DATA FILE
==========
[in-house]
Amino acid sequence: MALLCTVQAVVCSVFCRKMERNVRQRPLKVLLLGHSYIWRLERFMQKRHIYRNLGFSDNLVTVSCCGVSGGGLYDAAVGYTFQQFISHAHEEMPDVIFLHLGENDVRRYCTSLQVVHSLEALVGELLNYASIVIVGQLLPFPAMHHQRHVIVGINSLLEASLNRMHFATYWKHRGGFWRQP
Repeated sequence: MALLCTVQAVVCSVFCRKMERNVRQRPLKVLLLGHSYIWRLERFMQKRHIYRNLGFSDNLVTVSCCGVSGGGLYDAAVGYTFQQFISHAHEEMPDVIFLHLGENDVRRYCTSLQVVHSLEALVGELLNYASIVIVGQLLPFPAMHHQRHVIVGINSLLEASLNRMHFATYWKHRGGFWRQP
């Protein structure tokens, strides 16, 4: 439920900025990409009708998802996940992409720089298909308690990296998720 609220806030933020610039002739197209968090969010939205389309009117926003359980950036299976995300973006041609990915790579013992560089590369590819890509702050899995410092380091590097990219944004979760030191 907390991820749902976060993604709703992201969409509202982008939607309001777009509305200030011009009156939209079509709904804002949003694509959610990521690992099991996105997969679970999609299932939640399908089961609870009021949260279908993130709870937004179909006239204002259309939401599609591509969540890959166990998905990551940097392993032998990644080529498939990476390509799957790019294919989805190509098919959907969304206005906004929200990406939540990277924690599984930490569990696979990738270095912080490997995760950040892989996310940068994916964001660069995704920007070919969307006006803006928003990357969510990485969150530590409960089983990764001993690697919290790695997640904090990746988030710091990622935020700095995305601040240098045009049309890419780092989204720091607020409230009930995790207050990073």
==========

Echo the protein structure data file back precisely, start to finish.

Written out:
[in-house]
Amino acid sequence: MALLCTVQAVVCSVFCRKMERNVRQRPLKVLLLGHSYIWRLERFMQKRHIYRNLGFSDNLVTVSCCGVSGGGLYDAAVGYTFQQFISHAHEEMPDVIFLHLGENDVRRYCTSLQVVHSLEALVGELLNYASIVIVGQLLPFPAMHHQRHVIVGINSLLEASLNRMHFATYWKHRGGFWRQP
Repeated sequence: MALLCTVQAVVCSVFCRKMERNVRQRPLKVLLLGHSYIWRLERFMQKRHIYRNLGFSDNLVTVSCCGVSGGGLYDAAVGYTFQQFISHAHEEMPDVIFLHLGENDVRRYCTSLQVVHSLEALVGELLNYASIVIVGQLLPFPAMHHQRHVIVGINSLLEASLNRMHFATYWKHRGGFWRQP
């Protein structure tokens, strides 16, 4: 439920900025990409009708998802996940992409720089298909308690990296998720 609220806030933020610039002739197209968090969010939205389309009117926003359980950036299976995300973006041609990915790579013992560089590369590819890509702050899995410092380091590097990219944004979760030191 907390991820749902976060993604709703992201969409509202982008939607309001777009509305200030011009009156939209079509709904804002949003694509959610990521690992099991996105997969679970999609299932939640399908089961609870009021949260279908993130709870937004179909006239204002259309939401599609591509969540890959166990998905990551940097392993032998990644080529498939990476390509799957790019294919989805190509098919959907969304206005906004929200990406939540990277924690599984930490569990696979990738270095912080490997995760950040892989996310940068994916964001660069995704920007070919969307006006803006928003990357969510990485969150530590409960089983990764001993690697919290790695997640904090990746988030710091990622935020700095995305601040240098045009049309890419780092989204720091607020409230009930995790207050990073």